Date Published: October 3, 2018
Publisher: Public Library of Science
Author(s): Chase G. Rock, Shane R. Wurdeman, Nicholas Stergiou, Kota Z. Takahashi, Yih-Kuen Jan.
Stride-to-stride fluctuations of joint kinematics during walking reflect a highly structured organization that is characteristic of healthy gait. The organization of stride-to-stride fluctuations is disturbed in lower-limb prosthesis users, yet the factors contributing to this difference are unclear. One potential contributor to the changes in stride-to-stride fluctuations is the altered push-off mechanics experienced by passive prosthesis users. The purpose of our study was to determine if changes in push-off mechanics affect stride-to-stride fluctuations in transtibial amputees. Twenty-two unilateral transtibial amputees were enrolled in the 6-week cross-over study, where High and Low Activity (based on the Medicare Functional Classification System) prostheses were worn for three weeks each. Data collection took place at the end of the third week. Participants walked on a treadmill in a motion capture laboratory to quantify stride-to-stride fluctuations of the lower extremity joint angle trajectories using the largest Lyapunov Exponent, and over floor-embedded force platforms to enable calculating push-off work from the prosthesis and the sound limb. Push-off work was 140% greater in the High Activity prosthesis compared to the Low Activity prosthesis (p < 0.001), however no significant change was observed in stride-to-stride fluctuations of the ankle between the two prosthesis types (p = 0.576). There was no significant correlation between changes in prosthesis push-off work and the largest Lyapunov exponent. Though differences in push-off work were observed between the two prosthesis types, stride-to-stride fluctuations remained similar, indicating that prosthesis propulsion mechanics may not be a strong determinant of stride-to-stride fluctuations in unpowered transtibial prosthesis users.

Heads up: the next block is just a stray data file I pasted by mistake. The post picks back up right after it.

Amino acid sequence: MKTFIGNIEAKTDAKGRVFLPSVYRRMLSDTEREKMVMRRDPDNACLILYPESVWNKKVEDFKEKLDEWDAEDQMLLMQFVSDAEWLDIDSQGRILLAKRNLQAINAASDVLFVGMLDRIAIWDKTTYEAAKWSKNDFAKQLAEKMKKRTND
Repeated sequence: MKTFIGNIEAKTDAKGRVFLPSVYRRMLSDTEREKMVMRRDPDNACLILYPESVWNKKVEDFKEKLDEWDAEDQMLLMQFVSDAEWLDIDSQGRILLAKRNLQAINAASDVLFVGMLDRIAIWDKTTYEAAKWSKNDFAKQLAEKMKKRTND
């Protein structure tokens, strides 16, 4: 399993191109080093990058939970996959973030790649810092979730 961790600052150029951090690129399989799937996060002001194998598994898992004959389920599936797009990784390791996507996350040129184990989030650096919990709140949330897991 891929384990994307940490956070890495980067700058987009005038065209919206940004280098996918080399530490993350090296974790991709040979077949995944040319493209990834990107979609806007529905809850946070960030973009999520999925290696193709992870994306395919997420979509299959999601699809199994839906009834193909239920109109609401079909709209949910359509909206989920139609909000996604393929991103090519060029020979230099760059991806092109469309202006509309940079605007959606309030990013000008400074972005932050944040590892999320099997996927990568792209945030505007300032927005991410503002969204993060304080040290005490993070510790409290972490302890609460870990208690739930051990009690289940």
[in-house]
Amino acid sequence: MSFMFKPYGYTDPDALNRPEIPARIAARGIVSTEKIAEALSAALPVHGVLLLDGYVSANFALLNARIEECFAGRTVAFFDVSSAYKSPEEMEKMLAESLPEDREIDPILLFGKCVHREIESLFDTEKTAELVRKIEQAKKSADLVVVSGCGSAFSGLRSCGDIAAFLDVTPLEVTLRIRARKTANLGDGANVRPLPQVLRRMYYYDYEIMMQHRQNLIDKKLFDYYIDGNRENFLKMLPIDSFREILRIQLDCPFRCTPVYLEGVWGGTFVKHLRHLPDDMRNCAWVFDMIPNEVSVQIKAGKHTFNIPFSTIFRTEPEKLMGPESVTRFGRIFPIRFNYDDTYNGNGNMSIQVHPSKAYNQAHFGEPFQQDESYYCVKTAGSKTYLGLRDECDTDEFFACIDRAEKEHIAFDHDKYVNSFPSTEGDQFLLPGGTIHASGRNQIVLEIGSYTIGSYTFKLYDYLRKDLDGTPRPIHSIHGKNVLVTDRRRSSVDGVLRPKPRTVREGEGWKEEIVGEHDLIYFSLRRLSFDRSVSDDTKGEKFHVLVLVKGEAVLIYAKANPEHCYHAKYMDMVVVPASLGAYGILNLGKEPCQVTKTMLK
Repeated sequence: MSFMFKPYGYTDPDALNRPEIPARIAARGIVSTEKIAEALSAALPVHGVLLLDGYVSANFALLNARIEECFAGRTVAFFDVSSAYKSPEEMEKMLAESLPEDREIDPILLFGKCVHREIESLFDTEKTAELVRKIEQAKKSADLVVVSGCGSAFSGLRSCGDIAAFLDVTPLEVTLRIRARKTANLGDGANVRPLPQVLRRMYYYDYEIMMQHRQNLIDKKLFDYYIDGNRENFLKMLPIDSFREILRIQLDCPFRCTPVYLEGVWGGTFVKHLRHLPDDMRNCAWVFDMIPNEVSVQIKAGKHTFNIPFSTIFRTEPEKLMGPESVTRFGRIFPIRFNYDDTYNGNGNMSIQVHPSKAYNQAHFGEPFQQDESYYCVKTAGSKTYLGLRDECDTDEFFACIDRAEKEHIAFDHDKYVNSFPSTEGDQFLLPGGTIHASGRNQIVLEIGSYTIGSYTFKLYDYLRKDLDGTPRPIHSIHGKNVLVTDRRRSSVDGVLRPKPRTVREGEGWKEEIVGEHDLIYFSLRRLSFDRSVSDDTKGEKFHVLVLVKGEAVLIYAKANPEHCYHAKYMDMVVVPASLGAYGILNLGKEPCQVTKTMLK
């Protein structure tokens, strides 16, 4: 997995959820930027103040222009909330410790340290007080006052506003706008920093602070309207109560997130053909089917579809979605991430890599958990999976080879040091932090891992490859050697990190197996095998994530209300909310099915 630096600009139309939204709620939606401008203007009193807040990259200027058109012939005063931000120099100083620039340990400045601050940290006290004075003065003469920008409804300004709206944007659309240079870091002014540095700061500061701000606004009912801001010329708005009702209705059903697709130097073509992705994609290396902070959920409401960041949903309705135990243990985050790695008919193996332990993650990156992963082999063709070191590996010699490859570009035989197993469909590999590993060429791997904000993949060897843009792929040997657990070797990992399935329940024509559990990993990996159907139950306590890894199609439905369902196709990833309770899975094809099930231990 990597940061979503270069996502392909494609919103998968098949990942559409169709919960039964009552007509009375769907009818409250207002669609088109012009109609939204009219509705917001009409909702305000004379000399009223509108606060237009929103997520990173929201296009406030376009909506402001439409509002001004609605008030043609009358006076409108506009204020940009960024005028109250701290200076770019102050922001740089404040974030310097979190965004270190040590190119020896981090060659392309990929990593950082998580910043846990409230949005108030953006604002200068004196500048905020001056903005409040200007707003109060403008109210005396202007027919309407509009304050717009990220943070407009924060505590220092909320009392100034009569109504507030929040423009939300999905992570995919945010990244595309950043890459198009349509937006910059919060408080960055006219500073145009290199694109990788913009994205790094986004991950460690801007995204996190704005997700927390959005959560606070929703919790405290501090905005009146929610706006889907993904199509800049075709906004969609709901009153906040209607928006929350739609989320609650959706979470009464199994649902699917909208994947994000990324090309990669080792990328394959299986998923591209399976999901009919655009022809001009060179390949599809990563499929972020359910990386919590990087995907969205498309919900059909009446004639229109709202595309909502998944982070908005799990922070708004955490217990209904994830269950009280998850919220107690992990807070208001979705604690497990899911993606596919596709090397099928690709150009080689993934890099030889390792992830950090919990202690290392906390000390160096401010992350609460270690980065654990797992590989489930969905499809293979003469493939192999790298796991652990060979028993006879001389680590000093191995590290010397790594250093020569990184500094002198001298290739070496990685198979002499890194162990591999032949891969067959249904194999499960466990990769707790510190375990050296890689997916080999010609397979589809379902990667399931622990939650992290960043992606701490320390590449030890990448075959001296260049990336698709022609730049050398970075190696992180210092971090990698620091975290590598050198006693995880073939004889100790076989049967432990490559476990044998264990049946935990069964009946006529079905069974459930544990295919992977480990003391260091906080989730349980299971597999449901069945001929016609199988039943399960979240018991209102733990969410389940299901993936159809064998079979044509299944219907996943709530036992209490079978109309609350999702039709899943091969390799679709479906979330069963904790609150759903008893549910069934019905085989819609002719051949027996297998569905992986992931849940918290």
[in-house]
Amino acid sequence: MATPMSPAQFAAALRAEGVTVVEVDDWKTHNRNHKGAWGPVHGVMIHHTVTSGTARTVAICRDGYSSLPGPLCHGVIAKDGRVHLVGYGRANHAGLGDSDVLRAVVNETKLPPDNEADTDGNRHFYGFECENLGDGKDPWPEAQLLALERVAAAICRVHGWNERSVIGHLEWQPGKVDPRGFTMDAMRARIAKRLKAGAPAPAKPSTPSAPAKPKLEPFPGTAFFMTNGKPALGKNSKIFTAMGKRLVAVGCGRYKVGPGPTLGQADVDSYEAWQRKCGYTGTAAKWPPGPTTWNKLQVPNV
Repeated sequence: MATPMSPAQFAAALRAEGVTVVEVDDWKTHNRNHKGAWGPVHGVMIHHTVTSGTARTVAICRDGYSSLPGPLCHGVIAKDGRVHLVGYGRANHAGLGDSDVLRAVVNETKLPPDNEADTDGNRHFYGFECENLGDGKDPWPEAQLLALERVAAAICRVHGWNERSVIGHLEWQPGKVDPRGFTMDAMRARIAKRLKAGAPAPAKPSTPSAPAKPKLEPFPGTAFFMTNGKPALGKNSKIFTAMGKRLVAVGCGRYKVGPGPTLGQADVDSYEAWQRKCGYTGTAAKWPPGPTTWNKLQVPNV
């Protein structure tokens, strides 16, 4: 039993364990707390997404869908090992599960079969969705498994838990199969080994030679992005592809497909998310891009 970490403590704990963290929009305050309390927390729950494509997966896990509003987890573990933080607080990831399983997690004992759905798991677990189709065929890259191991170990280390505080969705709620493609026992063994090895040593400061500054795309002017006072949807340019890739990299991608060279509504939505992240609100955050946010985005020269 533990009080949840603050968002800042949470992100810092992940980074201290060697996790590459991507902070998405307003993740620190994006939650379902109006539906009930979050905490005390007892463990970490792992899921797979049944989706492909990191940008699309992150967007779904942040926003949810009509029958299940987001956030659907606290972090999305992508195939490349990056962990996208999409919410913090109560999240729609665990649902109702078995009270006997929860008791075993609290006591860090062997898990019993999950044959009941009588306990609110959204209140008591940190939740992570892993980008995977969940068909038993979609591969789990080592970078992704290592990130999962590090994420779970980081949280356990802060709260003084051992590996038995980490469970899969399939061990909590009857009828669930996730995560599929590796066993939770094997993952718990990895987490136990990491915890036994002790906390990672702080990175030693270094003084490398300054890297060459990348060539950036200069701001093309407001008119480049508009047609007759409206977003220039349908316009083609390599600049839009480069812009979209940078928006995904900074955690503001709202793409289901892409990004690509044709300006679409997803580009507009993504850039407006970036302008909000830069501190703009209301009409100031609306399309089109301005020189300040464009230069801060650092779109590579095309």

During human walking, subtle fluctuations occur from stride to stride, causing the walking pattern to vary over time [1–3]. These stride-to-stride fluctuations are the end behavior of a complex motor system, which includes the various neural, muscular, and mechanical interactions of the body . Such interacting subsystems produce stride-to-stride fluctuations that have a highly structured organization [5–7]. It has been speculated that the temporal organization of the stride-to-stride fluctuations in healthy populations exhibit an optimal state of movement variability which is indicative of high adaptability . Optimal movement variability is observed when a system is neither too restrained nor too disordered . In contrast, stride-to-stride fluctuations exhibit an altered organization in those with compromised neuromuscular systems [8,9]. For example, altered stride-to-stride fluctuations are observed in people who have experienced lower limb loss resulting in reliance on a prosthetic limb for locomotion .
Our aim was to investigate how prostheses with different energy return characteristics affect stride-to-stride fluctuations at the ankle in individuals with a unilateral transtibial amputation. By calculating the push-off work of Low Activity and High Activity prostheses in the same user, we were able to specify how the prosthesis types differed in function. In addition, we investigated the stride-to-stride fluctuations of the sound and prosthetic ankle angle, in order to detect how stride-to-stride fluctuations may be affected by different prostheses.
We aimed to study how the changes in push-off work from prostheses may affect changes in stride-to-stride fluctuations. Distinctly different push-off work was observed between High and Low Activity prostheses. Push-off work from the High Activity prosthesis equaled about 50% of the push-off work value from the sound limb, while the Low Activity prosthesis provided less than 25%. Despite these differences in push-off work between the prostheses in this study, there was no significant change in the stride-to-stride fluctuations of the ankle, knee, and hip flexion angles. Stride-to-stride fluctuations may not be sensitive to the difference in prosthesis push-off work achieved by different prostheses (i.e., High Activity vs Low Activity), implying that stride-to-stride fluctuations arise from other, perhaps non-mechanical, factors.